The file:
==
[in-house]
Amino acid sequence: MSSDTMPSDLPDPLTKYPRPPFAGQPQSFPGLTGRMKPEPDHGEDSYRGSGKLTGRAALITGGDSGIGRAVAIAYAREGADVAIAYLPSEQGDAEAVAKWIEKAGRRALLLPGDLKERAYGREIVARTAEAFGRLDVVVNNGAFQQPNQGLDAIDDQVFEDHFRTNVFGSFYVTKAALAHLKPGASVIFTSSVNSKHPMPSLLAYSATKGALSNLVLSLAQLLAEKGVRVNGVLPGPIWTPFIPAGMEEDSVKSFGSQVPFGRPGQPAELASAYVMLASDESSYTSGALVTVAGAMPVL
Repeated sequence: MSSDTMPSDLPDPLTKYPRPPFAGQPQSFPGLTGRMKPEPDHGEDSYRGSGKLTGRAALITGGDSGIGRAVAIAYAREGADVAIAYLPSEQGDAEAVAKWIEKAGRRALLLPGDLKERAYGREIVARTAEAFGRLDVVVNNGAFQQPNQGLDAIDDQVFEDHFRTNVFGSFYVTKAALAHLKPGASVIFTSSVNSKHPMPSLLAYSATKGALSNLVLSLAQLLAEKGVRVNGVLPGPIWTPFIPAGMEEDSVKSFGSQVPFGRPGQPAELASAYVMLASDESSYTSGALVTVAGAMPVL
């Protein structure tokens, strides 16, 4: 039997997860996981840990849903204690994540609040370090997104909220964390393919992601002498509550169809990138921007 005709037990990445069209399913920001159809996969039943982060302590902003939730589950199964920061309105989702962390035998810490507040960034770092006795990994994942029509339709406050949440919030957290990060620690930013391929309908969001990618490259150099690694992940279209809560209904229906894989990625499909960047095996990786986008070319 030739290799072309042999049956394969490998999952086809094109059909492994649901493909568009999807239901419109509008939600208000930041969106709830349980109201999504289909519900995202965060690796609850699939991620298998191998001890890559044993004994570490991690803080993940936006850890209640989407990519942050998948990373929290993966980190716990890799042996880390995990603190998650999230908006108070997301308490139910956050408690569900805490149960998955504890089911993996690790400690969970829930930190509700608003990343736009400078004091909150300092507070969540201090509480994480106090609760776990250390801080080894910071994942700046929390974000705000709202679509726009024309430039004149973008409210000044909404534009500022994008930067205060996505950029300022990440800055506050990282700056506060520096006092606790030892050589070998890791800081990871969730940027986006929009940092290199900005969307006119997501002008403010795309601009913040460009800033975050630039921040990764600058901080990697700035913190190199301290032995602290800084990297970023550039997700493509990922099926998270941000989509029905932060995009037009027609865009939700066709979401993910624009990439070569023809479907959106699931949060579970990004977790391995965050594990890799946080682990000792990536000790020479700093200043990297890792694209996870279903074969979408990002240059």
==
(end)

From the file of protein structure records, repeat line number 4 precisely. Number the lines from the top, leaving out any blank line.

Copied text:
């Protein structure tokens, strides 16, 4: 039997997860996981840990849903204690994540609040370090997104909220964390393919992601002498509550169809990138921007 005709037990990445069209399913920001159809996969039943982060302590902003939730589950199964920061309105989702962390035998810490507040960034770092006795990994994942029509339709406050949440919030957290990060620690930013391929309908969001990618490259150099690694992940279209809560209904229906894989990625499909960047095996990786986008070319 030739290799072309042999049956394969490998999952086809094109059909492994649901493909568009999807239901419109509008939600208000930041969106709830349980109201999504289909519900995202965060690796609850699939991620298998191998001890890559044993004994570490991690803080993940936006850890209640989407990519942050998948990373929290993966980190716990890799042996880390995990603190998650999230908006108070997301308490139910956050408690569900805490149960998955504890089911993996690790400690969970829930930190509700608003990343736009400078004091909150300092507070969540201090509480994480106090609760776990250390801080080894910071994942700046929390974000705000709202679509726009024309430039004149973008409210000044909404534009500022994008930067205060996505950029300022990440800055506050990282700056506060520096006092606790030892050589070998890791800081990871969730940027986006929009940092290199900005969307006119997501002008403010795309601009913040460009800033975050630039921040990764600058901080990697700035913190190199301290032995602290800084990297970023550039997700493509990922099926998270941000989509029905932060995009037009027609865009939700066709979401993910624009990439070569023809479907959106699931949060579970990004977790391995965050594990890799946080682990000792990536000790020479700093200043990297890792694209996870279903074969979408990002240059």